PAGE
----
tedlistens writes: WordPress has said that it does not censor websites like that of self-proclaimed fascist group Vanguard America. But last night, the group's site was taken offline for violating the company's terms of service. The about-face was likely prompted by Vanguard's participation in last weekend's Unite the Right rallies in Charlottesville, Virginia, during which James Alex Fields drove his car into a crowd, killing one person and injuring 19. Fields has claimed allegiance to Vanguard America; the group denies that Fields was a member. For WordPress to drop a site, even a fascist site, is a very big deal; the same is true of GoDaddy's and Google's decision to drop their registration of neo-Nazi site the Daily Stormer (another site that GoDaddy previously said would be permitted on free speech grounds). WordPress hasn't explained the shift in its approach to the website: the company's user agreement and terms of service have not changed since Charlottesville. That policy, like that of other tech platforms, has long stood by strict neutrality and freedom of expression. That may now be changing.
Businesses

Amazon Adds 'Instant Pickup Points' In US Brick-And-Mortar Push (reuters.com) 59

An anonymous reader quotes a report from Reuters: Amazon is rolling out U.S. pickup points where shoppers can retrieve items immediately after ordering them, shortening delivery times from hours to minutes in its latest move into brick-and-mortar retail. The world's largest online retailer has launched 'Instant Pickup' points around five college campuses, such as the University of California at Berkeley, it said on Tuesday. Amazon has plans to add the program to more sites by the end of the year. Shoppers on Amazon's mobile app can select from several hundred fast-selling items at each location, from snacks and drinks to phone chargers. Amazon employees in a back room then load orders into lockers within two minutes, and customers receive bar codes to access them.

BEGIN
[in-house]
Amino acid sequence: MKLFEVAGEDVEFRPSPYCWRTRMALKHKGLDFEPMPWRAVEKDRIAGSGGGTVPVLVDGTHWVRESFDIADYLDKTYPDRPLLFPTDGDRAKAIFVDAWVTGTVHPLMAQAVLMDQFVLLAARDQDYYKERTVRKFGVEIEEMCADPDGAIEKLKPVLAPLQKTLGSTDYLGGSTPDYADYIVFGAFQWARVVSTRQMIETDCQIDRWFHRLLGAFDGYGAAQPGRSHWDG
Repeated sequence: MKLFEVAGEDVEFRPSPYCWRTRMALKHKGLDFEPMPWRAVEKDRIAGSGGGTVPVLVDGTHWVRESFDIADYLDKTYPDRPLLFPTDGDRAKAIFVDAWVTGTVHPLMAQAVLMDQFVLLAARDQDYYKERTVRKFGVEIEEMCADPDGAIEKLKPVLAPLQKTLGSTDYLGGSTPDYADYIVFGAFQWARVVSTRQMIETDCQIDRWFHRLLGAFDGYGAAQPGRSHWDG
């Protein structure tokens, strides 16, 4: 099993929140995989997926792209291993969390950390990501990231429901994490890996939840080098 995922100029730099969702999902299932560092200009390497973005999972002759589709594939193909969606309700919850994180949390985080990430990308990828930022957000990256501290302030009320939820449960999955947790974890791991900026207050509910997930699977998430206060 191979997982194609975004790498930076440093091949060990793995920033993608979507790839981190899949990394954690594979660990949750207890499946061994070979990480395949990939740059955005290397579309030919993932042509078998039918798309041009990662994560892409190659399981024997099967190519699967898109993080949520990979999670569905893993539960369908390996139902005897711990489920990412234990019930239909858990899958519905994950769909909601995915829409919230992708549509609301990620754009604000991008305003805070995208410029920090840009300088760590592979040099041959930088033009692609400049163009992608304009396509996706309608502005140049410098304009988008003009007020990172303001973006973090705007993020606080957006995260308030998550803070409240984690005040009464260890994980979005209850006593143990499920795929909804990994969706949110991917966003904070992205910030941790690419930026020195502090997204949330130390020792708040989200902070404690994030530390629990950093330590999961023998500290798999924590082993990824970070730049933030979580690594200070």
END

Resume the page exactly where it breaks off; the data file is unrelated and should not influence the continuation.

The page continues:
Software

App Developers Should Charge More If They Want People To Buy Subscriptions, Suggests Report (theverge.com) 50

A new report from Liftoff, a Silicon Valley-based mobile app marketing and retargeting firm, says that subscription-based apps may do better if developers charge a higher price for services, rather than setting prices too low to lure users in initially. The Verge reports: The Liftoff report, which analyzed data gathered between June 2016 and June 2017, categorized app subscriptions into low-cost monthly subs ($0.99 to $7), medium ($7 to $20), and high-cost subs ($20 to $50), while also factoring the cost of acquisition per customer. The company found that apps in the medium price range had the highest conversion rate -- 7.16 percent -- and the lowest cost to acquire a subscriber, at just over $106 dollars. This was five times higher than the rate of people who subscribed to apps when the apps were in the low-cost category. This may partly be because streaming media apps, like Netflix and Spotify, have already conditioned people to pay around $10 a month for services. But it also might be attributable to the sunk cost fallacy, Liftoff says: the "cognitive bias people have that makes them stay the course because they have already spent time or resources on it." The report also examines apps that fulfill "need states," like dating apps or cloud services. These have the potential to offer services that customers are willing to pay for, again and again. But, according to Liftoff, utility apps have a much higher install-to-subscriber rate compared to dating apps. Blame those who eventually find love?